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Creating a 'Jungle Passport' and other stories in pictures.


Art therapists Anna Kälin and Fawzia Afifi facilitated and held the space in the psychosocial tent.

This week they worked predominantly with unaccompanied adolescent young men from Sudan and Syria. Amongst the art making, there was a lot of singing and poetry which helped them to grieve together for the people they have left behind and those who have died.

The longing and yearning for their homeland enabled them to create images of flags from their countries and use traditional narrated myths where they could explore their identity and history. One Kurdish young man struggled to draw a flag because he doesn’t have one. In relation to this, another young man suggested that he might like to create a ‘jungle passport’ in order to feel a sense of belonging.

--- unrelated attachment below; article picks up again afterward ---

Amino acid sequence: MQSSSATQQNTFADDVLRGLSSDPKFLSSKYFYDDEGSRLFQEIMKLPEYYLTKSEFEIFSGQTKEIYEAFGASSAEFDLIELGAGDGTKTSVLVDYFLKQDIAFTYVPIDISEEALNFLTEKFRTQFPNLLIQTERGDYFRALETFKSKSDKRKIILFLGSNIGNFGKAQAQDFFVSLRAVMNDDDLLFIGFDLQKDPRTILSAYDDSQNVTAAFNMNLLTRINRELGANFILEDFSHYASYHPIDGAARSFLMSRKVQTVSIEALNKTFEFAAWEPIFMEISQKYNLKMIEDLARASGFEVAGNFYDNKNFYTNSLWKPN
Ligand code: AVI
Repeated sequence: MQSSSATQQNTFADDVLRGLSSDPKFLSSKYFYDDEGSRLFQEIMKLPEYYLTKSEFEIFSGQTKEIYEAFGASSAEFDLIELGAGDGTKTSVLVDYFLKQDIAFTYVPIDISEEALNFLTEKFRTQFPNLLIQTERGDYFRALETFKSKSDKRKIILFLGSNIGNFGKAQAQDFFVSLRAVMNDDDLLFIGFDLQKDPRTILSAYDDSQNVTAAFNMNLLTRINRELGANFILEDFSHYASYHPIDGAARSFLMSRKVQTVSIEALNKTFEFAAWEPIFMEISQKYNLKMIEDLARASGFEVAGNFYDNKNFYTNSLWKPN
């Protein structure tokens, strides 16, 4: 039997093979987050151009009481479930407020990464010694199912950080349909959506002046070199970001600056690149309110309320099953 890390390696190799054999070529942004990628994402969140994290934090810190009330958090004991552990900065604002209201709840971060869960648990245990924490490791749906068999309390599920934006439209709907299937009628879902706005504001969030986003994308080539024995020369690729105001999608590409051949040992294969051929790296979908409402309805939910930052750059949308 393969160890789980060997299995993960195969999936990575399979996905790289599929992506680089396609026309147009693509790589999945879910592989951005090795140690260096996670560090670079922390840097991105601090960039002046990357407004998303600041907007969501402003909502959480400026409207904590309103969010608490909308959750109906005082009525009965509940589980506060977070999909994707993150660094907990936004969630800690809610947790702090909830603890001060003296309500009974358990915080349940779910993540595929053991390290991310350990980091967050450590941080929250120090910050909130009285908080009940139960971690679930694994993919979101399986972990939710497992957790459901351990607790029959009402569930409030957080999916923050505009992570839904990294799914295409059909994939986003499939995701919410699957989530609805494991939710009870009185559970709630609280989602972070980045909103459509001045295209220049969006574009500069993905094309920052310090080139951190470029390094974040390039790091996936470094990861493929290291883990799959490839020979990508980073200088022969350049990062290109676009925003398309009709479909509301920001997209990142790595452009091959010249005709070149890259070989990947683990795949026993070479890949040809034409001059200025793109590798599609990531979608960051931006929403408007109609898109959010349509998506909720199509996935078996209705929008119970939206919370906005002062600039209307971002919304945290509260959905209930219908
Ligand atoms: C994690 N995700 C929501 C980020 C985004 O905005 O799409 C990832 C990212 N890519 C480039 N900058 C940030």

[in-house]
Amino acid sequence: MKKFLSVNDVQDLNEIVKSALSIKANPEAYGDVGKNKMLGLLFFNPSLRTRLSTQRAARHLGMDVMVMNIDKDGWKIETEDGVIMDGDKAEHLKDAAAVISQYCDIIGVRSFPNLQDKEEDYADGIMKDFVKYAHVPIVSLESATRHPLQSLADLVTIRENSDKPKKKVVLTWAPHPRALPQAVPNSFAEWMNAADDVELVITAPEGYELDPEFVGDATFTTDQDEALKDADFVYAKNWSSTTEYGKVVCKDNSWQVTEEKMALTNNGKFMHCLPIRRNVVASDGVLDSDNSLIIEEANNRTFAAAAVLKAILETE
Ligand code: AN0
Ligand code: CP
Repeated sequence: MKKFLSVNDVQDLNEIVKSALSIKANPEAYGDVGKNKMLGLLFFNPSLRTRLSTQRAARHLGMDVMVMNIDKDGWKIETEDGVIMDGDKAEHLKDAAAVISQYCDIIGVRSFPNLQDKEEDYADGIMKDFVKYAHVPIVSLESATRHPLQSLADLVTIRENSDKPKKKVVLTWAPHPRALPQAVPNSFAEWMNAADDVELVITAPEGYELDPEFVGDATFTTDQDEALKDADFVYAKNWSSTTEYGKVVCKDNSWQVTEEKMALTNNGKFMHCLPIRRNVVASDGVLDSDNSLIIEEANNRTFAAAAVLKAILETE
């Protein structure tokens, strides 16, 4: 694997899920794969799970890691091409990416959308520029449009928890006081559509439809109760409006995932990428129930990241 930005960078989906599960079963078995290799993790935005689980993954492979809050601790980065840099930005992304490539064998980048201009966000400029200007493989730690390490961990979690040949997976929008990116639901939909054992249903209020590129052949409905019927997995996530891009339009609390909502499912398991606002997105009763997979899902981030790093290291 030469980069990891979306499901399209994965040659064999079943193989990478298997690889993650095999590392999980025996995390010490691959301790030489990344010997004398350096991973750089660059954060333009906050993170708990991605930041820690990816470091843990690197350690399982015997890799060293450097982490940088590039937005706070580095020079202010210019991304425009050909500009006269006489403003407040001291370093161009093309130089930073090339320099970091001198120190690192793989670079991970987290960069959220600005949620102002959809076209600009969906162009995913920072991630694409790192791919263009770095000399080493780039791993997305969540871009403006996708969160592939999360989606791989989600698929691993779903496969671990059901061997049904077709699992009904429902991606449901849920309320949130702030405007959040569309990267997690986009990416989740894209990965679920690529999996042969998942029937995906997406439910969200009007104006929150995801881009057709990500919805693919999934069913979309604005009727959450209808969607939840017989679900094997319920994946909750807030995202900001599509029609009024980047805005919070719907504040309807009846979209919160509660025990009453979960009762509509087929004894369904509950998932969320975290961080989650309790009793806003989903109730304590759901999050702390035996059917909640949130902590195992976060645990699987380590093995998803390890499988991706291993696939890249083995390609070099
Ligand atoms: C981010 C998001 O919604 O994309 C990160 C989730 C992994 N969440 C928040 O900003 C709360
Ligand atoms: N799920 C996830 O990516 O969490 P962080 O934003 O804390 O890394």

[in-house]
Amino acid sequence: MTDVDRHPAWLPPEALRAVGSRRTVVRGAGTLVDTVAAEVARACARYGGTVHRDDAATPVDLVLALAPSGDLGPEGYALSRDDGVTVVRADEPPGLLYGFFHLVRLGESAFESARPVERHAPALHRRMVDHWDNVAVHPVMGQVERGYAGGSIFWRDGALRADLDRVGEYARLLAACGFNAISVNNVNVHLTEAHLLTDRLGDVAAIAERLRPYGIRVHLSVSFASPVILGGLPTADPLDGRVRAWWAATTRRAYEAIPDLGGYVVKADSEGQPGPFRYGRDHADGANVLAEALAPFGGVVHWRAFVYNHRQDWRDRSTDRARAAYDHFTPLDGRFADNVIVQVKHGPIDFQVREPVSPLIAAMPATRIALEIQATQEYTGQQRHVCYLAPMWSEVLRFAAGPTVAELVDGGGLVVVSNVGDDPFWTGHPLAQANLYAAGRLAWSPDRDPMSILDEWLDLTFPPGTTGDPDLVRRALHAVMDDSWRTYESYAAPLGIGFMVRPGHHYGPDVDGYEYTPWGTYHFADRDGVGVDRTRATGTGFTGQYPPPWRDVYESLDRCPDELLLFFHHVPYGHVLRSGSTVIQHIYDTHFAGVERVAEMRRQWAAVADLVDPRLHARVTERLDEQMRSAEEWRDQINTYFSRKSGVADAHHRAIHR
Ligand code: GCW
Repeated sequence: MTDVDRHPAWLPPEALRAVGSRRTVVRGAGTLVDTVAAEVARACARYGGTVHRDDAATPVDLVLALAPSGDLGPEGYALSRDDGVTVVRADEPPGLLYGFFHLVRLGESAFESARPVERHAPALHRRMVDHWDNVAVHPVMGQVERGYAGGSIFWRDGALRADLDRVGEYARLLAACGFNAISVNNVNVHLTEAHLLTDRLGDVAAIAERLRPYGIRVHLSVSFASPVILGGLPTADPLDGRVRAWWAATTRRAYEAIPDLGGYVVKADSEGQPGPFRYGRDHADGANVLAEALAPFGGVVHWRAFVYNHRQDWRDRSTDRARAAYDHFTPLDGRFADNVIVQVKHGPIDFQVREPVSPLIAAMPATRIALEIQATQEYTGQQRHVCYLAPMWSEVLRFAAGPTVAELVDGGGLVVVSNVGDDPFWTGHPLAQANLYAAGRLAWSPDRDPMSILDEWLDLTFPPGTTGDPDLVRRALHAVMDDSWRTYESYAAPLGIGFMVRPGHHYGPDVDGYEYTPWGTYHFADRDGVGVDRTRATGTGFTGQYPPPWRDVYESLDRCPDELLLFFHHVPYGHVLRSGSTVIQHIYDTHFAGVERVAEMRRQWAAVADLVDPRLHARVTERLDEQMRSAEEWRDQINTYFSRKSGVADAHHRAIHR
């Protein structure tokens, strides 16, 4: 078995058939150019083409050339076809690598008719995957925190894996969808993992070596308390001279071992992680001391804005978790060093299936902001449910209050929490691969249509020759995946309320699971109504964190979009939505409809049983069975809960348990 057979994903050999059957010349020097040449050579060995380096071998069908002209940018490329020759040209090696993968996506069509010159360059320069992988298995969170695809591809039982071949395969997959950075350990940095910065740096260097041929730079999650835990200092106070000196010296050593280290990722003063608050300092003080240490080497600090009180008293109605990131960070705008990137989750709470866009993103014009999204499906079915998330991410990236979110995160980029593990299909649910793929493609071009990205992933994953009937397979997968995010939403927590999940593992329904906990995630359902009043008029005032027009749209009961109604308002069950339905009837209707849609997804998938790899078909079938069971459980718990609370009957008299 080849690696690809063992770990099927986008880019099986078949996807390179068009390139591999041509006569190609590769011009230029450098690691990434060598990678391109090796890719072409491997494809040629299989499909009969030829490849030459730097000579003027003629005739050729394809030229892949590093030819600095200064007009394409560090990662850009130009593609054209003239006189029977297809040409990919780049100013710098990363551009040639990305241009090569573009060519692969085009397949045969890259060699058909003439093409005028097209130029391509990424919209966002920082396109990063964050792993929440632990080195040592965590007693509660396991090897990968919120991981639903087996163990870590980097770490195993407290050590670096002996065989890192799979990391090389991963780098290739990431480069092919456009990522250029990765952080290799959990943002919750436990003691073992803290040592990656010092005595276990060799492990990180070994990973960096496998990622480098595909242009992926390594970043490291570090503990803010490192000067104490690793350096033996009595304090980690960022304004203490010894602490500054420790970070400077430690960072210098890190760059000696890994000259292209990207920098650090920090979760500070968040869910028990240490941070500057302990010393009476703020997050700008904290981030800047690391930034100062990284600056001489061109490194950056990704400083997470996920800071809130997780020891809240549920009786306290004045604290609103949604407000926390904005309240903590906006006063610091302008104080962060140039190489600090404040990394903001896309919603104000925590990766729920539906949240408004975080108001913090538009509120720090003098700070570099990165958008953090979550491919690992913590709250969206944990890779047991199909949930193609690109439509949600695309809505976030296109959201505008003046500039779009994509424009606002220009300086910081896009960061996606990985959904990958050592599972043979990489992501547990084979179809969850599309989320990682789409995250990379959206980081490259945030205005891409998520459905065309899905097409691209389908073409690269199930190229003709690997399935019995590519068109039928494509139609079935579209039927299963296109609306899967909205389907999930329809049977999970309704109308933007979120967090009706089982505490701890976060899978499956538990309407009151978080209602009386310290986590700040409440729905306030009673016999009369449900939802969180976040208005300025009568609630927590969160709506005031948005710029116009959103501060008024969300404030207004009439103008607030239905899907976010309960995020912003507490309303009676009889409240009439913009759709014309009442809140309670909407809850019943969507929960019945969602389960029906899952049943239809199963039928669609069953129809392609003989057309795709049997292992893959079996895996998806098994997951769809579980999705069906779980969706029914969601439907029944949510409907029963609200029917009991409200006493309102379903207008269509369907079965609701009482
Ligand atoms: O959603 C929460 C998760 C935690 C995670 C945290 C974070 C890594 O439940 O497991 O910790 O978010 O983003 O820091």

The map and the continuation of stitching their journeys upon it, was used again this week. One river which flows across multiple countries became a very important symbol of many people’s journeys. In the midst of all the different poignant stories which were told, our shared humanity shone through brightly.

Anna and Fawzia also walked around the camp with a psychologist from Medecins du Monde France, and invited women and children for the art therapy women’s group for next week. They also facilitated one-to-one work with a Sudanese young man who is suffering from PTSD.

More updates to follow next week.

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